It's also notable that GR predicting a mathematical singularity at the center of a black hole shows that it can't be right at such extreme scales - there must be some unknown limit that prevents the density of a back hole from reaching infinity, and that would probably solve this issue as well.

XorNot

If they're incompressible (i.e. fundamental) particles though, then there's no inconsistency: any single electron can't compress itself into a black hole, because it's experienced gravitational attraction can't increase - it doesn't can't pull on itself because it has no internal structure.

Two electrons on the other hand can, because above some point when you push them close together the force between them rises above electrostatic repulsive and they'll pull their 0-size closer and closer until a singularity forms.

Of note, black holes on this scale aren't going to be stable though: they'll evaporate pretty much as fast as they form from Hawking radiation.

EDIT: Of note - at this sort of scale it's not entirely clear to me that whether an electron is a black hole is a meaningful question either. Black holes can have spin and charge, so an electron and an black hole masquerading as an electron would be superficially indistinguishable - it would weigh the same as an electron, and so electrostatic force would dominate all its interactions. This has been speculated: https://en.wikipedia.org/wiki/Black_hole_electron though not observed at the moment. But the inconsistency isn't because it would not be sufficiently "electron-like".

a1369209993

You're forgetting quantum mechanical effects. Effectively, a electron is constantly quantum-tunneling out of its own event horizon. (Or, equivalently, a electron, considered as a black hole, always immediately decays into Hawking radiation consisting of exactly one electron (with the same position, momentum, electric charge, etc, as the supposed black hole, since black holes aren't exempt from the various conservaton laws).)

slowmovintarget

Every mass has a corresponding Schwarzchild radius because mass is just a variable in the equation. Almost everything in the universe has an actual radius far far larger than it's Schwartzchild radius, hence most objects in the universe are not black holes.

vbezhenar

According to my calculations, schwarzschild radius of electron is 1.4e-59 m, and electron radius is 2.82e-15 m, so electron is huge and electron density (if such thing exists) is not enough to form black hole.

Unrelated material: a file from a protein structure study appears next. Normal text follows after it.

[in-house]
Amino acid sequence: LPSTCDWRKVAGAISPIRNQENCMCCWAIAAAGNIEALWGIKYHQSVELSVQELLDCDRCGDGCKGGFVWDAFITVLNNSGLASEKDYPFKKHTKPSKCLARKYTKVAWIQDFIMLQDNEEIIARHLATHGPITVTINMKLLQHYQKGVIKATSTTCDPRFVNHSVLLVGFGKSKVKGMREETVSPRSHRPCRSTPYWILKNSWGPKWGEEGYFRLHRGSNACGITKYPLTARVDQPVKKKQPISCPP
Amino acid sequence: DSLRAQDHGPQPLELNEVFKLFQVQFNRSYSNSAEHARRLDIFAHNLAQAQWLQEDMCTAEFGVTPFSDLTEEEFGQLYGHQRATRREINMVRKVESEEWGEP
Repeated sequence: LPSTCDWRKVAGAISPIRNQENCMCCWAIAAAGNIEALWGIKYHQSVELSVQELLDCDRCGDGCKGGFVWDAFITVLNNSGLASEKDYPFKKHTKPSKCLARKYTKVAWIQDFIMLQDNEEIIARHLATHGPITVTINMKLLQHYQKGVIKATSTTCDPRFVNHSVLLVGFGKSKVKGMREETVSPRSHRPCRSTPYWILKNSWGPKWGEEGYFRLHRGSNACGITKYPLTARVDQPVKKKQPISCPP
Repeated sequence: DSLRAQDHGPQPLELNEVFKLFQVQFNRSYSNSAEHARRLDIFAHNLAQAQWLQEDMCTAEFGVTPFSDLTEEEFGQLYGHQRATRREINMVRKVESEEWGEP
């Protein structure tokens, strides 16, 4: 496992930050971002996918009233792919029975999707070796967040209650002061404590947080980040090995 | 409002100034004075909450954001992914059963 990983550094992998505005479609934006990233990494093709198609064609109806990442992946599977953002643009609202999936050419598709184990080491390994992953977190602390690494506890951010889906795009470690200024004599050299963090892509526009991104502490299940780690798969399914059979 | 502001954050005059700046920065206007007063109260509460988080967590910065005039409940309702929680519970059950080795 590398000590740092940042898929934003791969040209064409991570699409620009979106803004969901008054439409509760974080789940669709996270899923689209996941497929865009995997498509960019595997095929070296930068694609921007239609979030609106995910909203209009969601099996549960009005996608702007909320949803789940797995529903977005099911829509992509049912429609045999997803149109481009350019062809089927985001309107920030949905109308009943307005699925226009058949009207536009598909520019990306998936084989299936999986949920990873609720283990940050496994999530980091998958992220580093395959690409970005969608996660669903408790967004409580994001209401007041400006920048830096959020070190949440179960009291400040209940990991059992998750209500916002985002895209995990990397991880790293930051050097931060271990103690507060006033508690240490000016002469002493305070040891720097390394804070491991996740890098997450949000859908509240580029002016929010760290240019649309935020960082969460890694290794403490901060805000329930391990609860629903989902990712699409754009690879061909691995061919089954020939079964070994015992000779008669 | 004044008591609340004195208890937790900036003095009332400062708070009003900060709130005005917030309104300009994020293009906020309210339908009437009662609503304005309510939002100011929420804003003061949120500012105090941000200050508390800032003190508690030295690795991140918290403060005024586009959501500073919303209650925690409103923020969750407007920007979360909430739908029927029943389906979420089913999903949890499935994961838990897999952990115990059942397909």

platz

your "electron radius" is the "classical electron radius" which is a ficticious radius one uses i lf disires. in modern theory electrons have no radius.

andrekandre

```
> Slight problem with this is that you can’t touch black holes, so there’s nothing to hold them with. A black hole isn’t really anything, it’s just strongly curved space. They can be electrically charged but since they radiate they’ll shed their electric charge quickly, and then they are neutral again and electric fields won’t hold them. So some engineering challenges that remain to be solved.
```

im not even sure how to begin there... probably the only wait contain a black hole would be... warping space-time negatively? like kind of warp bubble?XorNot

It's just a gravitationally attractive body: it moves towards the net gravitational force acting on it. So you could control it by trucking sufficiently large masses closer or farther away within a suitably large containment area, provided it wasn't too massive.

Easiest thing to do though would be to build it in orbit.

GlenTheMachine

Good way to clean up space junk

fennecfoxen

No better than any random orbiting lump with the same mass, and quite possibly worse. If you want to clean space debris put up something like a big disc of aerogel.

swayvil

Unlike the trash bucket in Linux. 1 time out of 20 you go back and restore that thing you trashed. And damn glad you are to have that power.

Black holes, otoh, are forever.

snarfy

> They can be electrically charged but since they radiate they’ll shed their electric charge quickly

This view is not right, e.g. electrons radiate and keep their charge. Black holes lose their electric charge when opposite charged matter falls in.

theptip

Electrons can’t lose their charge through radiation because they can’t have fractional charge. They radiate photons to lose momentum. (They can become uncharged by combining, eg e+P = N).

A black hole can presumably radiate charged Hawkings radiation? I.e. if an electron-positron pair is created near the event horizon of a negatively-charged black hole then it would disproportionately capture positrons and repel electrons, thus radiating away its charge. (Could be wrong here, I’ve not looked into charged black holes before). I would assume here that charge radiates away at a different rate than mass, and by her statements it sounds like ch argue evaporates away quicker.